Wednesday, July 20, 2011

Ottawa Humane Society Full After Two Weeks

Two weeks after moving into its new facility, the Ottawa Humane Society (OHS) was full. During that period the OHS took in 531 cats and 175 dogs.

“We moved into our new building June 23rd. By July 1st, we’d reached our capacity for cats,” said Bruce Roney, OHS Executive Director. “In the first two weeks we admitted an astounding 34% more cats and 66% more dogs than the previous year.” The new facility is designed to accommodate more animals annually, but on a day-to-day basis, it is currently operating at maximum capacity.

This was not unexpected. “New shelters generally experience an increase in admissions when they first open; however, we understand that it normally occurs after two months. It was a surprise when we were full in two weeks,” said Roney.

There are many reasons that people give up their pets, according to Roney, but it boils down to irresponsible behaviour that results in animal homelessness and overpopulation: not spaying/neutering; no identification such as collar/tag and microchip; inappropriate pet choices for owner lifestyle; and not meeting the physical needs of the animal for food, water, shelter and veterinary care.

“The number of animals admitted is a sobering reminder of the need for the Ottawa Humane Society in the first place,” said Roney. “We still have work to do in our community, and education is the key.”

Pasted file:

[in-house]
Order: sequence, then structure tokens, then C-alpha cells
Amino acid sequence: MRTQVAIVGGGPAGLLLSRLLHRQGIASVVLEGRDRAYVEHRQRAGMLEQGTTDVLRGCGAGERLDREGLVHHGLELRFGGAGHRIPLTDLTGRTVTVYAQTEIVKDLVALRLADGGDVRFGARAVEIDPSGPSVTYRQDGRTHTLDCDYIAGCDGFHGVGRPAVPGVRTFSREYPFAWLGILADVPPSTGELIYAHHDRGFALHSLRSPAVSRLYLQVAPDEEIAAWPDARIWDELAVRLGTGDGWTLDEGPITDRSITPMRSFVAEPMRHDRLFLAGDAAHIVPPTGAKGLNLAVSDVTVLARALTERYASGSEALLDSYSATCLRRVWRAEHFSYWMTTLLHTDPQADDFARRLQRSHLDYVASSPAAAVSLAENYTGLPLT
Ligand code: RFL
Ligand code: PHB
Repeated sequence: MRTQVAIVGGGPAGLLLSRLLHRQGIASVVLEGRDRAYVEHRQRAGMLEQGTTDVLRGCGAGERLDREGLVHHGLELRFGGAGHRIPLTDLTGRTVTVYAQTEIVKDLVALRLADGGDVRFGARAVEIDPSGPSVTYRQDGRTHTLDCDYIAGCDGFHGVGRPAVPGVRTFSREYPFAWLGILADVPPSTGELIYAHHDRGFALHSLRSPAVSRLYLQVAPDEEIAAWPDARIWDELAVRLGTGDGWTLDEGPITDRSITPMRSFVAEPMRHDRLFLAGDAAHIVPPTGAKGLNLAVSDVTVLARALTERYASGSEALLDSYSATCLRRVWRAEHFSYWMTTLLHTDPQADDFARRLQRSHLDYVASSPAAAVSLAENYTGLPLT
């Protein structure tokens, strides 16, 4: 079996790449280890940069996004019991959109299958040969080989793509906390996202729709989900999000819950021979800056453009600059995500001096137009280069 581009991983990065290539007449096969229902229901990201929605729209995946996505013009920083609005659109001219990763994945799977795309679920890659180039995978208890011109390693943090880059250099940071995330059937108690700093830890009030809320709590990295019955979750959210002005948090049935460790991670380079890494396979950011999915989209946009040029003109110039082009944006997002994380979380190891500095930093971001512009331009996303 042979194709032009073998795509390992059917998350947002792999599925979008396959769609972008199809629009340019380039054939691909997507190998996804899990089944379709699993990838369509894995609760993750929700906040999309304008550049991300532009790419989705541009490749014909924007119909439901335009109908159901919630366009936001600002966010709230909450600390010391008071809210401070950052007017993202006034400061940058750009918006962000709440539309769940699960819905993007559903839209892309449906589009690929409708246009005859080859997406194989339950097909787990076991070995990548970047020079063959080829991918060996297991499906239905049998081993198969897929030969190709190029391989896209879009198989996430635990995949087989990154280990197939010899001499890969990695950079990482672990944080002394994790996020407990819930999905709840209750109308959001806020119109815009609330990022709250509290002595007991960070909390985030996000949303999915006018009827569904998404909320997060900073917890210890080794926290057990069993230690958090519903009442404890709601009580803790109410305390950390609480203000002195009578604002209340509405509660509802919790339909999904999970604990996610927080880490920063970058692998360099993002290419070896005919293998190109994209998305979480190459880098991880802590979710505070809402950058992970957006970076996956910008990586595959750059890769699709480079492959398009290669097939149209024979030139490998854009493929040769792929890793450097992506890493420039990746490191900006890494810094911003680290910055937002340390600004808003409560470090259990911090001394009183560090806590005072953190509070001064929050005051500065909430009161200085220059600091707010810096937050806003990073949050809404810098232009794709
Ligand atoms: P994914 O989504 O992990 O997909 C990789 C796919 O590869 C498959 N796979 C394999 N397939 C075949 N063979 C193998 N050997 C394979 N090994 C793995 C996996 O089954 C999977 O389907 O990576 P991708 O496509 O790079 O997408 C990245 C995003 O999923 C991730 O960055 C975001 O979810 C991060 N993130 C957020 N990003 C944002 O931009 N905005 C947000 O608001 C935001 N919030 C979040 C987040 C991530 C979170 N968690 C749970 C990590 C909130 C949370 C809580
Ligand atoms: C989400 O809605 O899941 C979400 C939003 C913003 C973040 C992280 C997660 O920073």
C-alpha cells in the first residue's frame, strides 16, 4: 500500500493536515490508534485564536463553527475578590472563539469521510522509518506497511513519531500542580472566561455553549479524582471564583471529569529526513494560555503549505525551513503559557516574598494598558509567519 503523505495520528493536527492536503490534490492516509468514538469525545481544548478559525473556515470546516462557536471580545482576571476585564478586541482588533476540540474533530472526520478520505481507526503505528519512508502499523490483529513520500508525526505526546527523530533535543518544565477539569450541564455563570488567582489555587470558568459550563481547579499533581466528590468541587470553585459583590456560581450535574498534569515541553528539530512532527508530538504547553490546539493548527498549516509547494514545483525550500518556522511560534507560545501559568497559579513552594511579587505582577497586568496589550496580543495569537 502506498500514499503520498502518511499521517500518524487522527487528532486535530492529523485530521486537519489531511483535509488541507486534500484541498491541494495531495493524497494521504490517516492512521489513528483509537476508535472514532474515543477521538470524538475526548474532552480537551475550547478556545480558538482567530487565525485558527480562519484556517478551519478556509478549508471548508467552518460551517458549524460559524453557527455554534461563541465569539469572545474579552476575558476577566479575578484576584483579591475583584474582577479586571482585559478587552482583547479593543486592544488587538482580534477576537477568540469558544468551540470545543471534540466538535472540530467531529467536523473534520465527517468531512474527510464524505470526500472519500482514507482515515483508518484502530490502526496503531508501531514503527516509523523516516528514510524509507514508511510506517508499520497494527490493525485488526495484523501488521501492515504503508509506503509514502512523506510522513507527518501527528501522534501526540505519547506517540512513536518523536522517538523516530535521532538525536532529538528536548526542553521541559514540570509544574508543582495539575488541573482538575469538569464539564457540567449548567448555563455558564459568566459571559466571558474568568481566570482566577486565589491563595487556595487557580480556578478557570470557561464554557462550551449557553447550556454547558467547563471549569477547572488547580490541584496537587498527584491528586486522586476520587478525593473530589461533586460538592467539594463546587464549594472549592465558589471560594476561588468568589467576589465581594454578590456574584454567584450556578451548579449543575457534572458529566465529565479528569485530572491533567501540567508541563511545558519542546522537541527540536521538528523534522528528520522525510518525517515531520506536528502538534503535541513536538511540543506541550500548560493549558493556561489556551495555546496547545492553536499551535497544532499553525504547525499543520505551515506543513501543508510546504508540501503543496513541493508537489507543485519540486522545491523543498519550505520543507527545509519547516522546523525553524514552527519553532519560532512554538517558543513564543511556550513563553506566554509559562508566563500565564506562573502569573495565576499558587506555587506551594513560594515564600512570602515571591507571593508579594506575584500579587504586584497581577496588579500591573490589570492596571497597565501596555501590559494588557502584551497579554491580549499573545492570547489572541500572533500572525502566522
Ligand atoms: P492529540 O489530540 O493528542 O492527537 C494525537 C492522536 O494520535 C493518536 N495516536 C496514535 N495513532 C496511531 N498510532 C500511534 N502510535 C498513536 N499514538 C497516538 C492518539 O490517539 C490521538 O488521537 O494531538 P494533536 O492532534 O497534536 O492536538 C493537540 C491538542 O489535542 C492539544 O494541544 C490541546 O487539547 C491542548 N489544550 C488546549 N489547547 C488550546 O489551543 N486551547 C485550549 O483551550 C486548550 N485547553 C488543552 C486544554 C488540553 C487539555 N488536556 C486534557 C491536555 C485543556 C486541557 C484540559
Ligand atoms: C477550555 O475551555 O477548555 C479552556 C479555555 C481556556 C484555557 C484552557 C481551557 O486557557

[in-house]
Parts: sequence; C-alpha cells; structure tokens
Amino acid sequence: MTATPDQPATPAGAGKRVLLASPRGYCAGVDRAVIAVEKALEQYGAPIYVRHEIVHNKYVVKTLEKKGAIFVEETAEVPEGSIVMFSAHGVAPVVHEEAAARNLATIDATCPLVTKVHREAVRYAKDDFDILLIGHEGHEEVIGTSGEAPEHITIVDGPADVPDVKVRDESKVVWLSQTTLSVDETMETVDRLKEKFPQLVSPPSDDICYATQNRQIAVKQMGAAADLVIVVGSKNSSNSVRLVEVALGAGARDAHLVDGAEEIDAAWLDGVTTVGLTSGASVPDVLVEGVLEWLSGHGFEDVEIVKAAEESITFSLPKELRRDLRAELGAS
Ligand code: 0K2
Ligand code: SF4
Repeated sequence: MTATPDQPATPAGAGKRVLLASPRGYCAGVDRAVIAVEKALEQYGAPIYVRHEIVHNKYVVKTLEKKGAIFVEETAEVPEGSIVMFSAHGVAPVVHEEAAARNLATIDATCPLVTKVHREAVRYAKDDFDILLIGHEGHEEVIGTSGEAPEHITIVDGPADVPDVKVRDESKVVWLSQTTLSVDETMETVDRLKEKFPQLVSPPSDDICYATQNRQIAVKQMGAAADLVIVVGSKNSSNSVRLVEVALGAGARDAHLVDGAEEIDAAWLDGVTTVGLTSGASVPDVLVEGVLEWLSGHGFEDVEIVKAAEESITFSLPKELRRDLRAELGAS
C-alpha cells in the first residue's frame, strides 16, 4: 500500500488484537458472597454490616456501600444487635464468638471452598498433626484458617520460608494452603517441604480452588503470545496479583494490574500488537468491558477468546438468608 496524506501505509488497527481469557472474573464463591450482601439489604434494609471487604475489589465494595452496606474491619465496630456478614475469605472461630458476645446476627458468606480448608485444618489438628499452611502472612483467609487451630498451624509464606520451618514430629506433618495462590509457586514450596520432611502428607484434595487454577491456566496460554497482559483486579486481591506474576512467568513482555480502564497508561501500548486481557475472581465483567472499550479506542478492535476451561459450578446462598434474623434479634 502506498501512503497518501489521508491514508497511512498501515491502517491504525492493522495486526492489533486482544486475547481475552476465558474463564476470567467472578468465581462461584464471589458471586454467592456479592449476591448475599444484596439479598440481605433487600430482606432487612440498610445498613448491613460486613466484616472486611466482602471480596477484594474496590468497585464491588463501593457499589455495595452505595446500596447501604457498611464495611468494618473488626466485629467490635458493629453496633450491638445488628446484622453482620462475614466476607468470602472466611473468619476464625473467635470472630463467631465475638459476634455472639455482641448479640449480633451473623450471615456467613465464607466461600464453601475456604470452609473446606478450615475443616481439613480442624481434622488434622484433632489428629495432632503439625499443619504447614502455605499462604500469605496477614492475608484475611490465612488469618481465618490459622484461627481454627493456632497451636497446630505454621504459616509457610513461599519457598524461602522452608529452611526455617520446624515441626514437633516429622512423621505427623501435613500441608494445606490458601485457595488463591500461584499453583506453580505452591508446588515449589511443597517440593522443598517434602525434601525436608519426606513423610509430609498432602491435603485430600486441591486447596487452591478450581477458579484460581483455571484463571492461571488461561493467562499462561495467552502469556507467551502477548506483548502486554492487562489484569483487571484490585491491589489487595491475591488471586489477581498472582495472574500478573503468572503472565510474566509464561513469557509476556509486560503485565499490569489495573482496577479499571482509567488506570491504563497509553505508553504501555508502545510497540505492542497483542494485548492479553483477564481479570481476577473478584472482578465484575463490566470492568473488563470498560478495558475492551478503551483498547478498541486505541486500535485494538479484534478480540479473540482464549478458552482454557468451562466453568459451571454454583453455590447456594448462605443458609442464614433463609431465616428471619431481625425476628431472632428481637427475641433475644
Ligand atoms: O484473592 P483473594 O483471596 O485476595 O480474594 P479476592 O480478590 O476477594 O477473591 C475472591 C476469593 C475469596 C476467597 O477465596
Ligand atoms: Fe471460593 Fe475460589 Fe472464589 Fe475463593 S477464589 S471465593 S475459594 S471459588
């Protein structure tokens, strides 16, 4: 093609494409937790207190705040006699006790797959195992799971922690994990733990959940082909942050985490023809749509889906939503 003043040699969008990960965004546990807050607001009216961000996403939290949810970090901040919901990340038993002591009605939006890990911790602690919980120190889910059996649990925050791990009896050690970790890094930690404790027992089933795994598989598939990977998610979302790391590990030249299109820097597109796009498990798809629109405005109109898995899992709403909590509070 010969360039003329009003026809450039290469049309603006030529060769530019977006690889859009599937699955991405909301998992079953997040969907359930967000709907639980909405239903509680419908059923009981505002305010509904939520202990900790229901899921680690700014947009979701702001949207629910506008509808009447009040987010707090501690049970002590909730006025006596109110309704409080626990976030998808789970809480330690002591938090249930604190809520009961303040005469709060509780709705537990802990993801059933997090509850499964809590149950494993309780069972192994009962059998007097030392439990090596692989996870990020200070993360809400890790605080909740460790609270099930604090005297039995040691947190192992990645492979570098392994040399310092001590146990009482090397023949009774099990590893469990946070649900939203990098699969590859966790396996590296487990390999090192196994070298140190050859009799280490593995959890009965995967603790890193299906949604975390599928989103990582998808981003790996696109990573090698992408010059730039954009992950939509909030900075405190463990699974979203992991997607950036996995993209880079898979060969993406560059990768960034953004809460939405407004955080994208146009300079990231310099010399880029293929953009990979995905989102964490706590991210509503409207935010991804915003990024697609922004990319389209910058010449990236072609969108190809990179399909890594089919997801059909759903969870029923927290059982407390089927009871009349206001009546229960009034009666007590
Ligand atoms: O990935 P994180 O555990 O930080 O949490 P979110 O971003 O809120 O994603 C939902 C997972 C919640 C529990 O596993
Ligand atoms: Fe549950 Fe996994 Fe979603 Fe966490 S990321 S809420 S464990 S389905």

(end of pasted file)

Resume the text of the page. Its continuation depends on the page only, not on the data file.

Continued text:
For families considering adopting an animal, the summer can be a good time to integrate a new pet into the home. Holidays and a slower pace in July and August usually mean more free time, which can be the ideal scenario to bond with a new animal. Prospective adopters can come to the new OHS Adoption Centre at 245 West Hunt Club Road to see the animals in person. Photos and profiles of animals available for adoption are also available on the OHS website www.ottawahumane.ca.

Meet stitch, a 7-year-old orange tabby Persian who has been at the shelter since April 19. He's a bit of a rock star with a mohawk and a tuft on the end of his tail. He'll size you up pretty fiercly, but then keep to himself until he warms up. He's one of hundreds of cats currently staying at the Ottawa Humane Society hoping to find a forever home.

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